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Sunday, March 3, 2024

Column: This is the end?

This column is not about the end of the school year. This is not about my stress over graduation or my bittersweet thoughts regarding the end of my time at The California Aggie.

This column is about the end and the trouble scientists have determining when, exactly, the end is.

Some animals have a very certain end. Mayflies, for example, flit about on their elegant, glassy wings for only about a day. They find each other on chilly spring or fall nights, mate, lay eggs and then die.

On the other side of the lifespan spectrum are certain species of jellyfish and microscopic lake animals called hydra. These animals are called “immortal” for their ability to replace cells indefinitely. A jellyfish species called Turritopsis dohrnii goes through a process called transdifferentiation, which allows it to regenerate its entire body. When the jellyfish starts feeling old and creaky, it turns back into its youthful, polyp form and its cells start building a fresh body.

The fact that some animals seem to live forever has some scientists wondering why there has to be an end to human life at all.

Unless you’re a hydra or some freaky jellyfish, you will die. Scientists have kept a pretty good record of maximum animal lifespans. Mice live up to four years. Cats can live for 36. The oldest wild chimpanzee was 59, and an Asian elephant made it to 86. Humans can live a maximum of 122 years, followed by the lobster at 170 and the koi fish at 200.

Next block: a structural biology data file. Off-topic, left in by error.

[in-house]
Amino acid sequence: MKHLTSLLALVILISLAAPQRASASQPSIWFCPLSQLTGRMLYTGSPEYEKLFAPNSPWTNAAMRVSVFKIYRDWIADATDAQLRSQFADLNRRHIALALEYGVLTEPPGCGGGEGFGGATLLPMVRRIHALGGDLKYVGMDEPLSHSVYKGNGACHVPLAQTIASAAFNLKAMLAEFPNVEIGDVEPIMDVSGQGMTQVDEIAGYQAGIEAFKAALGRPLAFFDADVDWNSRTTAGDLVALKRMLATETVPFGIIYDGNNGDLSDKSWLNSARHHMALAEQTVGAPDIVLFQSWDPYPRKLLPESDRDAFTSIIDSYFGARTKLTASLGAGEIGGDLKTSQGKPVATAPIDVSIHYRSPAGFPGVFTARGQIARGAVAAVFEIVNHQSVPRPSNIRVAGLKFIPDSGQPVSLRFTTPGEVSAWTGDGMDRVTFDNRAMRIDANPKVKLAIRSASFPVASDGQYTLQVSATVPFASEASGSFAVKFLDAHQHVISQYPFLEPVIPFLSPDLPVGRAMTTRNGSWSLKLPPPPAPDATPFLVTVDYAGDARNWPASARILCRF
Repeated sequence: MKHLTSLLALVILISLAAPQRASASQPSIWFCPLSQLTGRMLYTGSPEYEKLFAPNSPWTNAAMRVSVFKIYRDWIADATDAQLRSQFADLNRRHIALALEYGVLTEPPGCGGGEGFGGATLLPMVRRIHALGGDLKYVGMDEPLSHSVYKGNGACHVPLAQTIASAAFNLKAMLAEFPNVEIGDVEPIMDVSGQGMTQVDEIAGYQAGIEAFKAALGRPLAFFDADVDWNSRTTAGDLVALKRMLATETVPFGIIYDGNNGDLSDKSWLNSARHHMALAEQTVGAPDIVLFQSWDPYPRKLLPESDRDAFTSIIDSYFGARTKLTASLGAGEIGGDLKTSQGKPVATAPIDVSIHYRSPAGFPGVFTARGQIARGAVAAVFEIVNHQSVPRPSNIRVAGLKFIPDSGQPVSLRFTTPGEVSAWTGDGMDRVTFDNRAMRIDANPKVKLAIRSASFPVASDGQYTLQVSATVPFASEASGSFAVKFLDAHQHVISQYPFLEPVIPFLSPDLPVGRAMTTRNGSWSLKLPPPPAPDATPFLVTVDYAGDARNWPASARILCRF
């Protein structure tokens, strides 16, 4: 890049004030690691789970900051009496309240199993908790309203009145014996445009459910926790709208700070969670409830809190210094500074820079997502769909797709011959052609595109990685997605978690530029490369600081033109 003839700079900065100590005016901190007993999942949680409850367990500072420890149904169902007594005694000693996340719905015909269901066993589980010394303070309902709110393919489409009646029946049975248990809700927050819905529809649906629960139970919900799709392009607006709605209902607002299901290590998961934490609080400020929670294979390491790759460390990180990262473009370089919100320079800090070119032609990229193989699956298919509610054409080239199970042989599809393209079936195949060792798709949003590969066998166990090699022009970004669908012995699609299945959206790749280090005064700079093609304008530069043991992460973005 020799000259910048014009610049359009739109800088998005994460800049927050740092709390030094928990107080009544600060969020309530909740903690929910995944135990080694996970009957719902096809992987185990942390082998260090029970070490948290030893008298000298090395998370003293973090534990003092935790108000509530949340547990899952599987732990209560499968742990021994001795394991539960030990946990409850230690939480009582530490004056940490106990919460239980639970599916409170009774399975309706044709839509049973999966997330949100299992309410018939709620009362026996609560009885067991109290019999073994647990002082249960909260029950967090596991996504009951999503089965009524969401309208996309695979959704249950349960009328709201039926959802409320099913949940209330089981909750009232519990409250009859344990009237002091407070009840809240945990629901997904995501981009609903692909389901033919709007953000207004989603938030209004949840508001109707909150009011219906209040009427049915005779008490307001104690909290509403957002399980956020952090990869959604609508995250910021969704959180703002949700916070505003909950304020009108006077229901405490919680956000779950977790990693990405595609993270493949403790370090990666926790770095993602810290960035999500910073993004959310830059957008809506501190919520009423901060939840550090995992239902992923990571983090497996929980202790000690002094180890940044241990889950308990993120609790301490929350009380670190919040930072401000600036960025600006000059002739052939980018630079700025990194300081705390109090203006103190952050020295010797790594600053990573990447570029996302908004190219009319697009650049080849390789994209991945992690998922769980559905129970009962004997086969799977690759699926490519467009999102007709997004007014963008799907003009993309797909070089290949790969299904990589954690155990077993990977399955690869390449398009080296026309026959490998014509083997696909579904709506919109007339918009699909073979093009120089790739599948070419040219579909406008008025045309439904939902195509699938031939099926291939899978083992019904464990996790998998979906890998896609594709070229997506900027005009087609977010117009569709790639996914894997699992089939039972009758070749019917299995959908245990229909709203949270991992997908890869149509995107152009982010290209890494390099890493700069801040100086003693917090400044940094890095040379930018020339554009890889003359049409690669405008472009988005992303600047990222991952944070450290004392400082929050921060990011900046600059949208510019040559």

Death is in our genes.

In the 1970s, geneticists Elizabeth Blackburn and Joseph Gall discovered that a tiny bit of DNA that bookends our chromosomes is responsible for aging. The DNA bookends, often compared to the little plastic nubs on the ends of shoelaces, are called telomeres. Telomeres hold repetitive sequences of DNA that don’t actually code for anything – sequences nicknamed “junk DNA.” Blackburn and Gall found that when chromosomes are copied during cell division, the telomeres get shorter.

After a certain number of cell divisions, telomeres simply get too short to divide again and the cell dies.

Turns out telomeres are far from junk.

This small-scale death is usually a good thing. When chromosomes copy, there’s always a chance of mutation. Too many divisions increase the chance of a mutation that will cause a disease like cancer. By limiting the number of cell divisions and chromosome replications, telomeres act as safety devices. On average, human cells can only divide 52 times.

Even knowing the important role of telomeres, some scientists want to know if it’s possible to keep cells dividing forever.

In 2004, a team of scientists from Korea did an experiment where they genetically engineered a species of roundworm to over-express a protein called HRP-1. This protein gradually increased the telomere length in the worms, and they lived several weeks longer than their non-mutated friends. These super worms even passed the trait to their offspring.

And in 2010, Harvard scientists tried an experiment where they bred genetically engineered mice that lacked the enzyme that shortens telomeres. Without the enzyme, the mice aged prematurely and suffered cell damage. But when the scientists injected fresh enzymes into the mice, aging reversed. The Benjamin Button mice even grew new brain cells, an unusual process in mice and humans.

Telomeres are important, but imagine a future where they’ve found a cure for cancer and a way to lengthen human telomeres. When would life end?

Maybe never.

MADELINE McCURRY-SCHMIDT can be reached at science@theaggie.org.


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